Category Archives: Events

Event | 2024 World Refugee Day Western New York


2024 World Refugee Day Western New York

Saturday, June 22, 2024

Front Park, Buffalo, NY

Contact Fardowsa Nor or Najma Farah at or at 315-741-5507

Worldwide about 114 million people are forcibly displaced from their homes due to persecution, human rights violations, and acute and protracted violence (UNHCR, 2023). Our city and region is fortunate to be a refuge for resettled New Americans. In 2023, 1312 individuals were resettled in Erie County. Resettled individuals in Buffalo come from a variety of different places including Afghanistan, Columbia, Guatemala, Myanmar, Somalia, Syria, The Democratic Republic of Congo, and Ukraine, among others.

In honor of resettled New Americans, our city and region will celebrate the 2024 World Refugee Day (WRD) in WNY on Saturday June 22, 2024. “Building on past WRD celebrations, the day is an opportunity to honor and celebrate resettled individuals and families whose diverse cultures enrich life in Buffalo. This is a day to celebrate courage and healing of people in the face of extraordinarily difficult circumstances,” says Ali Khadum, founder of WRD Western New York. Importantly, the day is designed to promote conversations and support strategies for improved health and wellbeing of New Americans in Western New York.

Co-organized by HEAL International and its partners, 2024 World Refugee Day festivities will take place at Front Park in Buffalo, NY on June 22, 2024, and all are invited. The program includes child- and family-friendly entertainment including a soccer tournament and theme park. Service providers and educational organizations will provide enrichment activities. An area will be set aside for families to have picnics, and a variety of food from different regions of the world will be available for purchase.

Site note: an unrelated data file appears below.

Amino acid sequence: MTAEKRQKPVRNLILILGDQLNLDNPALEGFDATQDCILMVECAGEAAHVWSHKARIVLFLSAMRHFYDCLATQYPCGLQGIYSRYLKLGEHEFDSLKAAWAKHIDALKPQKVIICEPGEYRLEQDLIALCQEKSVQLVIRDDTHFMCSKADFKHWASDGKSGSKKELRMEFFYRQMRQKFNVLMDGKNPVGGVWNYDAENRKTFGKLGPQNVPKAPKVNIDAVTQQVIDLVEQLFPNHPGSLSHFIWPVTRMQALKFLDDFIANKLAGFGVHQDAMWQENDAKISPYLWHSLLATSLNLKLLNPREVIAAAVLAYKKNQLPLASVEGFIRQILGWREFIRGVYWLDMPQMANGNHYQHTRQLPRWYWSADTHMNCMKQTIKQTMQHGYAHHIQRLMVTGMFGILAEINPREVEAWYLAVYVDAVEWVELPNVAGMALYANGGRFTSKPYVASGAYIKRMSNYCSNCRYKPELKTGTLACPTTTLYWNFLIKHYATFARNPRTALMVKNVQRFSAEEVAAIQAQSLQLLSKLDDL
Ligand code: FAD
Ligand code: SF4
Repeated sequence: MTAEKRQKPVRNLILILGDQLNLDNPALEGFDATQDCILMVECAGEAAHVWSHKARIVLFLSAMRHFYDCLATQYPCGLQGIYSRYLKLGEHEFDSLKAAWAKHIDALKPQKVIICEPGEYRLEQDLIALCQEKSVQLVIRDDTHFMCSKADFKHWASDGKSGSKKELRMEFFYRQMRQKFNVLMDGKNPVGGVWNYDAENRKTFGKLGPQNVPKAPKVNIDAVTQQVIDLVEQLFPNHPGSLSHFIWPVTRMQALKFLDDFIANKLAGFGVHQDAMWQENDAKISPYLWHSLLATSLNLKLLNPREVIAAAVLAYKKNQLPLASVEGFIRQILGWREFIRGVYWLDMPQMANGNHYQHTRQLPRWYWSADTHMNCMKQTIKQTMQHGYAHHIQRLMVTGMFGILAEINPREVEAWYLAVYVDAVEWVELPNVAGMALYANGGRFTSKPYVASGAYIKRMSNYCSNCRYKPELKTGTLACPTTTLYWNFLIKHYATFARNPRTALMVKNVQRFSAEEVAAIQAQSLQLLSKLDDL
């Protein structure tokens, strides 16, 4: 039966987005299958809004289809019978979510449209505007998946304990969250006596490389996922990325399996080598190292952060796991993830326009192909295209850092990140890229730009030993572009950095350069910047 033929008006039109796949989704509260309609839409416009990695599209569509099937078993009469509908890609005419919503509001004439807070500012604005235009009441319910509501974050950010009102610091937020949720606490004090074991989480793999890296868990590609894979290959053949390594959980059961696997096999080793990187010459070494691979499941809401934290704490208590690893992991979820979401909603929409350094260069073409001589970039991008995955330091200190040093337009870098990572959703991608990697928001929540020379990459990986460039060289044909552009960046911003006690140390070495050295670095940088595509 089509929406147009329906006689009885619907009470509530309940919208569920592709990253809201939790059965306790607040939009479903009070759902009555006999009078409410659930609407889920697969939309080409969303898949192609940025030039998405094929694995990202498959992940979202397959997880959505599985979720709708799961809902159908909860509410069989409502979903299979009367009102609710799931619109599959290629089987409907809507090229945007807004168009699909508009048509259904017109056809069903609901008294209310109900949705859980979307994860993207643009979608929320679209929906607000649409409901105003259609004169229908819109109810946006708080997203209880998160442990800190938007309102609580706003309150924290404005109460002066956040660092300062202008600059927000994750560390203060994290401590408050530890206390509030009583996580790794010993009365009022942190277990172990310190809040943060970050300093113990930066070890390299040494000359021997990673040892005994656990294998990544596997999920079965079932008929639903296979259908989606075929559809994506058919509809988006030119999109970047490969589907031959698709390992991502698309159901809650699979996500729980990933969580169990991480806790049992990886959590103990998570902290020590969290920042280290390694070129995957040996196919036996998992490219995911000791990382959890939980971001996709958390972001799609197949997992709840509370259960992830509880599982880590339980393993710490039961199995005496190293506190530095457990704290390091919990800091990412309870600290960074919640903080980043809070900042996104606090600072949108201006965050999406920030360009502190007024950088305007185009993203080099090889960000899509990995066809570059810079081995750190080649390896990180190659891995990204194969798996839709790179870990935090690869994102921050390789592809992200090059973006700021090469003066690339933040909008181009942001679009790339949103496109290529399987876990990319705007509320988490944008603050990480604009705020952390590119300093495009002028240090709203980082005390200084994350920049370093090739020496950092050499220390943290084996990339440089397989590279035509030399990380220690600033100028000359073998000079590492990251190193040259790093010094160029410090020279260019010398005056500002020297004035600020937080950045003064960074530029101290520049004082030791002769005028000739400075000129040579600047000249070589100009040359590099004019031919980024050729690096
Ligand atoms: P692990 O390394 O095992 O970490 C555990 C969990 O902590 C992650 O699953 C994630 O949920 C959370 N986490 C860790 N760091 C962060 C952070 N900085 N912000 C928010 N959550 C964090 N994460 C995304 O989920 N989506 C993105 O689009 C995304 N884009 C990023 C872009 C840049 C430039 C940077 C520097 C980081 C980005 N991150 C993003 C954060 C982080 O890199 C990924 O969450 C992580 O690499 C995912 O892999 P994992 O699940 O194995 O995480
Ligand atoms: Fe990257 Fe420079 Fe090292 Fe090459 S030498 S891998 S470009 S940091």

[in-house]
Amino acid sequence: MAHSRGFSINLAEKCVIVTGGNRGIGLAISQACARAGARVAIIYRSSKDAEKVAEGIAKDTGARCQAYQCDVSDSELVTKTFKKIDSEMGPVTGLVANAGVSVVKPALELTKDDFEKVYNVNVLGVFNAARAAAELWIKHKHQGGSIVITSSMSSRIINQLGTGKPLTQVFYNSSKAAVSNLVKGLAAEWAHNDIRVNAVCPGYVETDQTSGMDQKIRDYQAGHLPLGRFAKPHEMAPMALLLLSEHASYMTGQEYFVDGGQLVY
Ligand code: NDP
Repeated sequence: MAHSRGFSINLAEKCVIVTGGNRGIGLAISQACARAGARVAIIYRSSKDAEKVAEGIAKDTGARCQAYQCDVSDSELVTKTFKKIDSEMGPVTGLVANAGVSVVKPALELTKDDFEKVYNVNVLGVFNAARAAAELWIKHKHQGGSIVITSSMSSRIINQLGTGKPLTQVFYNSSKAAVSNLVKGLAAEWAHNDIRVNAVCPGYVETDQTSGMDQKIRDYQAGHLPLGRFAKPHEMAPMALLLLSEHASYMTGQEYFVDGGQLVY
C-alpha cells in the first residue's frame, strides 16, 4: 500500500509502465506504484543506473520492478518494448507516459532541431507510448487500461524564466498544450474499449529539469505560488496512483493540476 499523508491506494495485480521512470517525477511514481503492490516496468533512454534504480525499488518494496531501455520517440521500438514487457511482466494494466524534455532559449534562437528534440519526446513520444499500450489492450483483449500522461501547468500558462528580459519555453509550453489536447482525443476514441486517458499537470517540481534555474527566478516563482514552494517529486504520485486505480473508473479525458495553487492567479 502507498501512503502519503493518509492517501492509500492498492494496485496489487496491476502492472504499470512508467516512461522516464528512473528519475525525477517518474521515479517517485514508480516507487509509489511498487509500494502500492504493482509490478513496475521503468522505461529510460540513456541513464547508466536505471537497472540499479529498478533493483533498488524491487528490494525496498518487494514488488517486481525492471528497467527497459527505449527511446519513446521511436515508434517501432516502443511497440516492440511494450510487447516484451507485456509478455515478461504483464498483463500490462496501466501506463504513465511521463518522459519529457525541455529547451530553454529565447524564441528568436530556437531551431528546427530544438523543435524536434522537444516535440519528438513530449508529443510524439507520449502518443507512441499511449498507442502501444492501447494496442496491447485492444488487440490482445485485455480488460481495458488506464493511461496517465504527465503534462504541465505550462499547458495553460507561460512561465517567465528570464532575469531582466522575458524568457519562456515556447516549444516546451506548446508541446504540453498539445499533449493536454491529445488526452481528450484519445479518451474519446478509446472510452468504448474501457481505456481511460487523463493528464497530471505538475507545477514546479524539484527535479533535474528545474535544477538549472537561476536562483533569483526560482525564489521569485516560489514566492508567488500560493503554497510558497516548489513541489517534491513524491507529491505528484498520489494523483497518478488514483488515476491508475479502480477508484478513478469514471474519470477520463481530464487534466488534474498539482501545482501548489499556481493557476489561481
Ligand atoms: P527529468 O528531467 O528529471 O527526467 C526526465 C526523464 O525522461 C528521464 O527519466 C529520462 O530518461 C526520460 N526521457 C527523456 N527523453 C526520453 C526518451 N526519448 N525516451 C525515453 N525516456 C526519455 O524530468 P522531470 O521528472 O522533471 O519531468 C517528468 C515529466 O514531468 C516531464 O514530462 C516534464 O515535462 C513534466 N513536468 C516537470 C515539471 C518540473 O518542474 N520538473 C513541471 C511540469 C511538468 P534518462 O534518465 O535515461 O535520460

Creating a celebratory space for people of all backgrounds is important more than ever. Expressions of violence against particular groups of people persist globally and locally including in Ukraine, Congo, Gaza, Sudan where people are actively being displaced from their homes (UNHCR and UNRWA). Locally, too, Buffalo witnessed tragic racist violence against Black people on May 14th, 2022. Condemning all expressions of violence, displacement, and hatred toward people, the 2024 World Refugee Day of Western New York celebrates the courage of all refugees, and hopes for a peaceful and free world for all people.  “World Refugee Day in Western New York recognizes all the ways in which New Americans enrich our region, and all the ways in which our community welcomes New American,” said Abdirahman Farah, one of the lead organizers.